Lately, I’ve been thinking about the difference between stories and stats — those hard and fast numbers that give us “objective” information about everything from the body politic to the human body.
Social scientists like data, perhaps because it makes social science seem more “scientific.” They like to square things off and measure them. They like to count: How many? How much? What do the polls say? Percentages are impressive.
Try to tell a story, however, and a purist will remind you that “the plural of data is not anecdote.”
But what some social scientists (and some physicians) forget is that statistics measure only what can be counted. Many of the things that are most important, in medicine as in life, are immeasurable. Stories are valuable because they can capture some of the messiness of reality, including the ambiguities and contradictions that make both human experience and the human mind/body just beyond comprehension. (Since we have only the mind with which to understand the mind, ultimately investigation must end in a stand-off.)
I began thinking about the difference between stories and statistics this week end, while reading Dr. Chris Johnson’s blog. A pediatrician and former head of pediatric critical care at the Mayo Clinic, Johnson confides that he sees medicine as “complicated mish-mash of science, near-science, intuition, guesswork, and blind luck.”
And that, he explains, is why he has been thinking about “the enduring power of the anecdote in how we humans understand things. These days physicians are exhorted to use only the hardest of hard evidence to make decision,” Johnson observes, and he has no objection to this — when there is sufficient data to lead to a clear diagnosis. But often there isn’t. And this is why physicians “also use anecdotes — stories we have heard or things we have seen,” Johnson writes. Those stories feed a doctor’s intuition. “We should always use the best science we can,” he concludes, “but somewhere in the mix there is a place for the anecdote, the story.”
Johnson then goes on to provide a link to what Rafael Campo, the award-winning physician and poet, had to say on the subject in a 2006 essay titled “Anecdotal Evidence: Why Narratives Matter to Medical Practice.”
Campo begins simply: “I want to tell you a story.
“After a lecture I gave recently at a well-known medical school on the possible utility of narrative to clinical practice, from the back of the auditorium came the first question of the traditional question and answer portion of the program: ‘Don’t you feel, Dr. Campo, that what you seem to regard as the arrogant biomedical science model of medicine is already sufficiently under attack these days?’
“As the lights came up, I could make out a tall, bearded man in a long white coat, standing as if at attention near the end of one of the aisles. ‘We have creationists trying to teach “intelligent design” in our children’s science classes, [he declared], and even closer to home, nurses and optometrists being given the right to prescribe medications.’ Their applause having ceased, my audience now grew hushed as he went on, his voice steadily rising.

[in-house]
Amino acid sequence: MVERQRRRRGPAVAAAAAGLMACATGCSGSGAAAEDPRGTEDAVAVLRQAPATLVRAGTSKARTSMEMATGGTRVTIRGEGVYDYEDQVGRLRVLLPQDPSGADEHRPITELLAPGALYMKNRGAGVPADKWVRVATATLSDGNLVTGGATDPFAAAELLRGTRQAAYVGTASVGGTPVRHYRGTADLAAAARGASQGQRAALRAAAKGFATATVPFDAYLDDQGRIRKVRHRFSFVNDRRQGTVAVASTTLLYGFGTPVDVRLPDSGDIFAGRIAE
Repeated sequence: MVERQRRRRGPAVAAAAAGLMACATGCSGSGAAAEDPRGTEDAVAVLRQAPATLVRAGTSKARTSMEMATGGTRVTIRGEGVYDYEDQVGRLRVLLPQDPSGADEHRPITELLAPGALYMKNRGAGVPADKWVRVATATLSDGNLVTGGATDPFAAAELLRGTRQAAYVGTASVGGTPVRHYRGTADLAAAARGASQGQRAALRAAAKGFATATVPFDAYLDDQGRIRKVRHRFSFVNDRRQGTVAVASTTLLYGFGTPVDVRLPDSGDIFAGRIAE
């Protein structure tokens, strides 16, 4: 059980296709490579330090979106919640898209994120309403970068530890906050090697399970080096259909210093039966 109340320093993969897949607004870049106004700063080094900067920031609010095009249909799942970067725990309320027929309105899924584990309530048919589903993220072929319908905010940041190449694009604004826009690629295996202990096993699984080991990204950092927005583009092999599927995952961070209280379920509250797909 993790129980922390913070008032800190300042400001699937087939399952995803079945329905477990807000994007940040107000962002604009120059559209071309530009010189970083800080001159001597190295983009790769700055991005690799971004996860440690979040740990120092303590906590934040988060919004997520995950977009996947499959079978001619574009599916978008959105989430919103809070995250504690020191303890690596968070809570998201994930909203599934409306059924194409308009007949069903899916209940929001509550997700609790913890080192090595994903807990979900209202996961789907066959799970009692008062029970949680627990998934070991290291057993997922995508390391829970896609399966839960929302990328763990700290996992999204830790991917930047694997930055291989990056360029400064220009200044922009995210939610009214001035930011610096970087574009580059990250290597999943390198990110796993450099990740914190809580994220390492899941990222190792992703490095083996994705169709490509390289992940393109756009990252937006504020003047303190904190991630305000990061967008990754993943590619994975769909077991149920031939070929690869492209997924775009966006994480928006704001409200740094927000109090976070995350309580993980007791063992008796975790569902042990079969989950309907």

“‘Do you really expect physicians to accept the notion that what any ignorant patient tells us about his disease should carry a weight equal to what our years of training and expertise reveals to us about complex pathophysiology?’ Then came what was clearly meant to be his coup de grace, delivered in an almost derisive tone. ‘Really, sir, do you have anything more than the anecdotal evidence you shared to support your thesis?’
“Of course, like any physician trained in the past several decades, I too had learned to view the anecdote with the greatest amount of skepticism, if not outright disdain,” Camp acknowledges. “The anecdote, though beguiling in its familiar engagement of our human sensibilities, is, we are all taught, the enemy of objective, dispassionate observation.
“The anecdote is rife with such difficulties as openness to interpretation, and the biases of faulty memory and foolish optimism; it is just as likely to be explained by fickle chance as by anything truly under the clinician’s control. It is colored by the inflections in our voices and shaped by our gestures and facial expressions. The case report counts not for academic promotion, while the randomized controlled trial of thousands of anonymous subjects has become the lingua franca of our profession, and for good reason, as rigorous epidemiologic studies have replaced mere conjecture with sound, evidence-based understanding of the causes of countless diseases and effective treatments for them. Yet to offer an anecdote these days is almost to admit the insufficiency of one’s knowledge, and so we do so, at least to our fellow physicians, very apologetically.”
Nevertheless, Campo insists: “Whether we choose to admit it or not, the anecdote continues to be an important engine of novel ideas in medicine…
“The inscrutably enduring power of the anecdote itself is what incites all our most fearsome defenses,” Campo continues. “So furious are we in our rejection of the merely anecdotal one cannot help but begin to wonder at it.”
Why are so we defensive? Because stories are potent. Rick Diamond and Mishra Moezzif, scientists at the Berkeley National Laboratory, elaborate on Campo’s point:
“Whether we formally recognize it or not anecdotes can have powerful effects in challenging assumptions, although they may be ignored when they confront popular preconceptions of what is true,” Diamond and Moezzif observe, citing Thomas Kuhn’s classic The Structure of Scientific Revolutions. Yet “anecdotes are told because they illustrate or crystallize important concepts. Accordingly, anecdotes can provide extremely valuable information, if their significance is actually understood.”